Patrick Parker’s thought-provoking post, The myth of multiple attackers lays it out!
A conflict with any one aggressor is at best a 50-50 proposition - that is, it's an even chance of you winning or losing. Much of the time the odds are much worse than that because aggressors can be assumed to work the odds in their favor by using surprise, weapons, and whatever other advantage they can come up with. Martial arts (any martial art) might tip the odds in your favor somewhat, but they are not magic talismans. When two or three or four guys accost you, the smart option is to comply and give them what they want and hope they go away (that's a pretty good option when one guy accosts you too).
Parker is no newbie, he is 6th-Dan Aikido, and 5th-Dan Judo, and is the consummate martial arts student – he rarely says, “I know ,” but seems to say, “let’s see,” and “let’s try to find out.” He details that his training and competitive levels were very high in Karate in the 80s and 90s, but that “I was also a large, athletic guy in the best shape of my life, but I never approached the ability to beat up two attackers at once.”
How about you? How confident are you? Patrick’s point has to be taken in the manner intended: self defense. If you are attacked, without warning, without being able to choose the time, place, weapons, or numbers, you’ll probably lose. So will I, and your instructor probably will, too.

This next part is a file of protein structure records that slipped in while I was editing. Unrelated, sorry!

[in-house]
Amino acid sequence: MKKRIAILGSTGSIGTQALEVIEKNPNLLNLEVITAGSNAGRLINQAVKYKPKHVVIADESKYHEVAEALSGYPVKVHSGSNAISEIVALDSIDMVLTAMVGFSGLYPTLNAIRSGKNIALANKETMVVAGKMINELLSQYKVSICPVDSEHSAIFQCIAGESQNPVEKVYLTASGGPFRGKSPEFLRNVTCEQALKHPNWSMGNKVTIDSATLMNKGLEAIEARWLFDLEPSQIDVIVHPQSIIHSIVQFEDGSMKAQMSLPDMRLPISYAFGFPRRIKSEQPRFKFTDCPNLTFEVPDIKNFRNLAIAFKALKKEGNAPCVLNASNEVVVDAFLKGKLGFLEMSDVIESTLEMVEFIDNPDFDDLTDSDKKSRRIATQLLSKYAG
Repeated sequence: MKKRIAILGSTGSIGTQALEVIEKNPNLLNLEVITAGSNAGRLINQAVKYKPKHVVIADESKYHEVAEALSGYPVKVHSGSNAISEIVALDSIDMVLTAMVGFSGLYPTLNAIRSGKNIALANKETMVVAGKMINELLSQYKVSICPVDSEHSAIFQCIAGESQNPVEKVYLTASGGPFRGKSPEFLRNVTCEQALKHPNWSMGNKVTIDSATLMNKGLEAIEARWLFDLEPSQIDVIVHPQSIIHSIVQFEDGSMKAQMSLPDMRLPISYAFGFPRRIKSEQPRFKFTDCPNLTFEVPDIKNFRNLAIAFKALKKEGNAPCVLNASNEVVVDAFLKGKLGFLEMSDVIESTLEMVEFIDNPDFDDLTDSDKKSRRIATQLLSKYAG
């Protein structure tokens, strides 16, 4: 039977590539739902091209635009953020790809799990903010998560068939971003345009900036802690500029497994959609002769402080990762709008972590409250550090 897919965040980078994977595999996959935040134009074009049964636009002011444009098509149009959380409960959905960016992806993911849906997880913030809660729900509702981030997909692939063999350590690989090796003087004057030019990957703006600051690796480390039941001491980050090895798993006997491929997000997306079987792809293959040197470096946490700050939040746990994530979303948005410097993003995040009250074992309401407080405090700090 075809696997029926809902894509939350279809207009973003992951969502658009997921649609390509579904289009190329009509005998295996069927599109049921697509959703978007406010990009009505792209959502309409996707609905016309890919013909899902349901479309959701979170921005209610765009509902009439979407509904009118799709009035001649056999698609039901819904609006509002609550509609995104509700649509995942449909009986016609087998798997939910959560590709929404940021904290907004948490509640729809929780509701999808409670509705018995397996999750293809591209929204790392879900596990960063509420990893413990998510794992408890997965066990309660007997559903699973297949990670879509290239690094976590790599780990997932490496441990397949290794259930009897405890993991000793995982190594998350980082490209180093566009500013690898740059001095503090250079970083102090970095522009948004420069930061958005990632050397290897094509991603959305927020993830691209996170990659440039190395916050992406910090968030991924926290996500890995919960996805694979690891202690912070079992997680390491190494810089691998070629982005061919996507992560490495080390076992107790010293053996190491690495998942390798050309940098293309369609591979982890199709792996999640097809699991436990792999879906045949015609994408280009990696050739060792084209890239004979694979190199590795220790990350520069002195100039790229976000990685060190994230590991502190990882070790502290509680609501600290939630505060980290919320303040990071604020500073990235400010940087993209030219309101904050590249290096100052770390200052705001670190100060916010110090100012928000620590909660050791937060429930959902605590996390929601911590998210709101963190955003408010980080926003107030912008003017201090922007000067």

I remember enjoying having a great class with about 20 kids, and then said, “You guys take me out! Go ahead, attack!” And they did. I utilized all the skills that I’ve taught – shielding, checking, grabbing, and moving, and sweeping, striking, and constant movement to frustrate a gang attack. It was fun. Afterward, they were in awe: “How did you do that Mr. Nathan?” “Wow, I bet no one can kick your ass!” and so on. Then one of them piped up, “We’re just kids.” He got it. And there was nothing of the impact, ferocity, and intensity of even a normal adult in one of them. Ok, almost.
Bad guys take you out. From surprise. First hit. With a size and strength advantage or, if they can't manage that and really, really need what you've got, with weapons and numbers. They deliberately choose people who won't or can't fight. There's no value to complicated strategy or feinting.
Is what you’re learning bunk? Junk? Probably not. But keep in mind that you really need to stay out of these situations, and keep learning, but, always have a way to stay out of, or get out of things like this.
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